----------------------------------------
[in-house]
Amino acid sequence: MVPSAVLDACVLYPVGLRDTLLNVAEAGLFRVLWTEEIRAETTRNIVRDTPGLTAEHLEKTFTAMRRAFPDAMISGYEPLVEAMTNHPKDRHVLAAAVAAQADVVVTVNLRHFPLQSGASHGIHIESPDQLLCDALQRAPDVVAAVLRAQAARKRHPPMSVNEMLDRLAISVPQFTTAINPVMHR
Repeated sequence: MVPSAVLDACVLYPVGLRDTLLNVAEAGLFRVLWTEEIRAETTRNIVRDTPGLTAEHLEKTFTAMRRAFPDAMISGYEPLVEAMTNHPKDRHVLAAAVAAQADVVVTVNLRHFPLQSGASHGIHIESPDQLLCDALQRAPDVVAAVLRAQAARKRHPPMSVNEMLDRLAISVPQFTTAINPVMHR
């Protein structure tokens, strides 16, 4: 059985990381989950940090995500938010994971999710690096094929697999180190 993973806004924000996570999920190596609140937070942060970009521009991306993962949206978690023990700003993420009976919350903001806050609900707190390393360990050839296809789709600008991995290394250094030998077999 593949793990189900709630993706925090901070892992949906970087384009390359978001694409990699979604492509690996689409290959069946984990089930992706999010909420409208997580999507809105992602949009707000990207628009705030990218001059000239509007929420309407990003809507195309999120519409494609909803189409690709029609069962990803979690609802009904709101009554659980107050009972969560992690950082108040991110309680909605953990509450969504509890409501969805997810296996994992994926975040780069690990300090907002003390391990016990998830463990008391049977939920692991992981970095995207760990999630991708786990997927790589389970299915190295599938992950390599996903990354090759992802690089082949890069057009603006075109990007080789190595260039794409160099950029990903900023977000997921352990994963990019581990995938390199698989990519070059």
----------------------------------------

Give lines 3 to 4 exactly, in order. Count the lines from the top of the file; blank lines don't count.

Repeated sequence: MVPSAVLDACVLYPVGLRDTLLNVAEAGLFRVLWTEEIRAETTRNIVRDTPGLTAEHLEKTFTAMRRAFPDAMISGYEPLVEAMTNHPKDRHVLAAAVAAQADVVVTVNLRHFPLQSGASHGIHIESPDQLLCDALQRAPDVVAAVLRAQAARKRHPPMSVNEMLDRLAISVPQFTTAINPVMHR
């Protein structure tokens, strides 16, 4: 059985990381989950940090995500938010994971999710690096094929697999180190 993973806004924000996570999920190596609140937070942060970009521009991306993962949206978690023990700003993420009976919350903001806050609900707190390393360990050839296809789709600008991995290394250094030998077999 593949793990189900709630993706925090901070892992949906970087384009390359978001694409990699979604492509690996689409290959069946984990089930992706999010909420409208997580999507809105992602949009707000990207628009705030990218001059000239509007929420309407990003809507195309999120519409494609909803189409690709029609069962990803979690609802009904709101009554659980107050009972969560992690950082108040991110309680909605953990509450969504509890409501969805997810296996994992994926975040780069690990300090907002003390391990016990998830463990008391049977939920692991992981970095995207760990999630991708786990997927790589389970299915190295599938992950390599996903990354090759992802690089082949890069057009603006075109990007080789190595260039794409160099950029990903900023977000997921352990994963990019581990995938390199698989990519070059």